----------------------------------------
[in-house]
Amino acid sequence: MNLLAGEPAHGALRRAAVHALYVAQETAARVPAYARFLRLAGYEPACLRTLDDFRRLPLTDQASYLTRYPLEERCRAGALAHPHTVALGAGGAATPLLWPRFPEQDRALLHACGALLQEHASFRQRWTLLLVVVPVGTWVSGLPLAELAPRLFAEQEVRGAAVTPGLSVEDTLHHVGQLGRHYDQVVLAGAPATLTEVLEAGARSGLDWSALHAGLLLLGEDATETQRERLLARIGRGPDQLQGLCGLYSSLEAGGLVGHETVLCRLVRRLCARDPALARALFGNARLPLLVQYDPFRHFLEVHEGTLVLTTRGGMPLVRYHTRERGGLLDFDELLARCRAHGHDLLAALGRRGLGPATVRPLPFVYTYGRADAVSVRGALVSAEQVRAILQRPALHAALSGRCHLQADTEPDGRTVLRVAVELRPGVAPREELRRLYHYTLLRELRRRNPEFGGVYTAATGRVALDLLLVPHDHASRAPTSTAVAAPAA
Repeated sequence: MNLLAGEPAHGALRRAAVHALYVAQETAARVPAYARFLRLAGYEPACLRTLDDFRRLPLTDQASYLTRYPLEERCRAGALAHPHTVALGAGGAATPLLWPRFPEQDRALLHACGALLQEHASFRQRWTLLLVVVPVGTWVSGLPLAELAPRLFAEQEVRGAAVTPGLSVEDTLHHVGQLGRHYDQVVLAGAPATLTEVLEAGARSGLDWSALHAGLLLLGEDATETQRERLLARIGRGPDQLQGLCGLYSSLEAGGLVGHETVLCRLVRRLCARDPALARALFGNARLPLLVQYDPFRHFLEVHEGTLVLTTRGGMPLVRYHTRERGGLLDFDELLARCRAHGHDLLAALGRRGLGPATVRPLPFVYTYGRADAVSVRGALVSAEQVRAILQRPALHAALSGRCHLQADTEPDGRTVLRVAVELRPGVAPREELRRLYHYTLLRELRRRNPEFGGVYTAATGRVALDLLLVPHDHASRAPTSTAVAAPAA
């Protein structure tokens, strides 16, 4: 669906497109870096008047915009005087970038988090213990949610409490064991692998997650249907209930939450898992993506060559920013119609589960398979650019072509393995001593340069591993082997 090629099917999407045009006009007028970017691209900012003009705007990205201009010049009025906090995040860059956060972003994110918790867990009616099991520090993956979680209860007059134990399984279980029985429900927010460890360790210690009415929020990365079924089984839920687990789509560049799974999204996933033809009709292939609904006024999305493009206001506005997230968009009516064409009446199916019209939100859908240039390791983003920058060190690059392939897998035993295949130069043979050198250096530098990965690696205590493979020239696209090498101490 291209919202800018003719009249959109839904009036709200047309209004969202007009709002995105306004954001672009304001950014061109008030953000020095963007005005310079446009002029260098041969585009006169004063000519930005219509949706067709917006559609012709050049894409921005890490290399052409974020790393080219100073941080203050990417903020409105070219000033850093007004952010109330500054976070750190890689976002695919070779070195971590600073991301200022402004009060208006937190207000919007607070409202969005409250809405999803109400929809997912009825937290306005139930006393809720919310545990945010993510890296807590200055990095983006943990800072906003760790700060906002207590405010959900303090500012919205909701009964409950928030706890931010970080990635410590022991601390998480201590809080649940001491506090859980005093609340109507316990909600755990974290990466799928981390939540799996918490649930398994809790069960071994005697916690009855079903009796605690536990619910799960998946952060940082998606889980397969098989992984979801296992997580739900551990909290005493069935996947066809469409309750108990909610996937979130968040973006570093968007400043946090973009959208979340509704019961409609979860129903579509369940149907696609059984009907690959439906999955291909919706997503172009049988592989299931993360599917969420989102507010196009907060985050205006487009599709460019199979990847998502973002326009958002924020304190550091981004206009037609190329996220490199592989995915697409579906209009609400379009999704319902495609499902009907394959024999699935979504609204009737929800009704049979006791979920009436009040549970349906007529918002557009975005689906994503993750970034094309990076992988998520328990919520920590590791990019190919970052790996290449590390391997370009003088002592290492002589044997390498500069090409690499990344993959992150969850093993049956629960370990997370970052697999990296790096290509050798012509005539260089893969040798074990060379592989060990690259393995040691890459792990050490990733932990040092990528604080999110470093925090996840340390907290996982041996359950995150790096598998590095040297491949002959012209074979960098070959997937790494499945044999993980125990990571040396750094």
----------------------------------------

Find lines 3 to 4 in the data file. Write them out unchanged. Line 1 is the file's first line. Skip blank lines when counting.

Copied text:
Repeated sequence: MNLLAGEPAHGALRRAAVHALYVAQETAARVPAYARFLRLAGYEPACLRTLDDFRRLPLTDQASYLTRYPLEERCRAGALAHPHTVALGAGGAATPLLWPRFPEQDRALLHACGALLQEHASFRQRWTLLLVVVPVGTWVSGLPLAELAPRLFAEQEVRGAAVTPGLSVEDTLHHVGQLGRHYDQVVLAGAPATLTEVLEAGARSGLDWSALHAGLLLLGEDATETQRERLLARIGRGPDQLQGLCGLYSSLEAGGLVGHETVLCRLVRRLCARDPALARALFGNARLPLLVQYDPFRHFLEVHEGTLVLTTRGGMPLVRYHTRERGGLLDFDELLARCRAHGHDLLAALGRRGLGPATVRPLPFVYTYGRADAVSVRGALVSAEQVRAILQRPALHAALSGRCHLQADTEPDGRTVLRVAVELRPGVAPREELRRLYHYTLLRELRRRNPEFGGVYTAATGRVALDLLLVPHDHASRAPTSTAVAAPAA
């Protein structure tokens, strides 16, 4: 669906497109870096008047915009005087970038988090213990949610409490064991692998997650249907209930939450898992993506060559920013119609589960398979650019072509393995001593340069591993082997 090629099917999407045009006009007028970017691209900012003009705007990205201009010049009025906090995040860059956060972003994110918790867990009616099991520090993956979680209860007059134990399984279980029985429900927010460890360790210690009415929020990365079924089984839920687990789509560049799974999204996933033809009709292939609904006024999305493009206001506005997230968009009516064409009446199916019209939100859908240039390791983003920058060190690059392939897998035993295949130069043979050198250096530098990965690696205590493979020239696209090498101490 291209919202800018003719009249959109839904009036709200047309209004969202007009709002995105306004954001672009304001950014061109008030953000020095963007005005310079446009002029260098041969585009006169004063000519930005219509949706067709917006559609012709050049894409921005890490290399052409974020790393080219100073941080203050990417903020409105070219000033850093007004952010109330500054976070750190890689976002695919070779070195971590600073991301200022402004009060208006937190207000919007607070409202969005409250809405999803109400929809997912009825937290306005139930006393809720919310545990945010993510890296807590200055990095983006943990800072906003760790700060906002207590405010959900303090500012919205909701009964409950928030706890931010970080990635410590022991601390998480201590809080649940001491506090859980005093609340109507316990909600755990974290990466799928981390939540799996918490649930398994809790069960071994005697916690009855079903009796605690536990619910799960998946952060940082998606889980397969098989992984979801296992997580739900551990909290005493069935996947066809469409309750108990909610996937979130968040973006570093968007400043946090973009959208979340509704019961409609979860129903579509369940149907696609059984009907690959439906999955291909919706997503172009049988592989299931993360599917969420989102507010196009907060985050205006487009599709460019199979990847998502973002326009958002924020304190550091981004206009037609190329996220490199592989995915697409579906209009609400379009999704319902495609499902009907394959024999699935979504609204009737929800009704049979006791979920009436009040549970349906007529918002557009975005689906994503993750970034094309990076992988998520328990919520920590590791990019190919970052790996290449590390391997370009003088002592290492002589044997390498500069090409690499990344993959992150969850093993049956629960370990997370970052697999990296790096290509050798012509005539260089893969040798074990060379592989060990690259393995040691890459792990050490990733932990040092990528604080999110470093925090996840340390907290996982041996359950995150790096598998590095040297491949002959012209074979960098070959997937790494499945044999993980125990990571040396750094």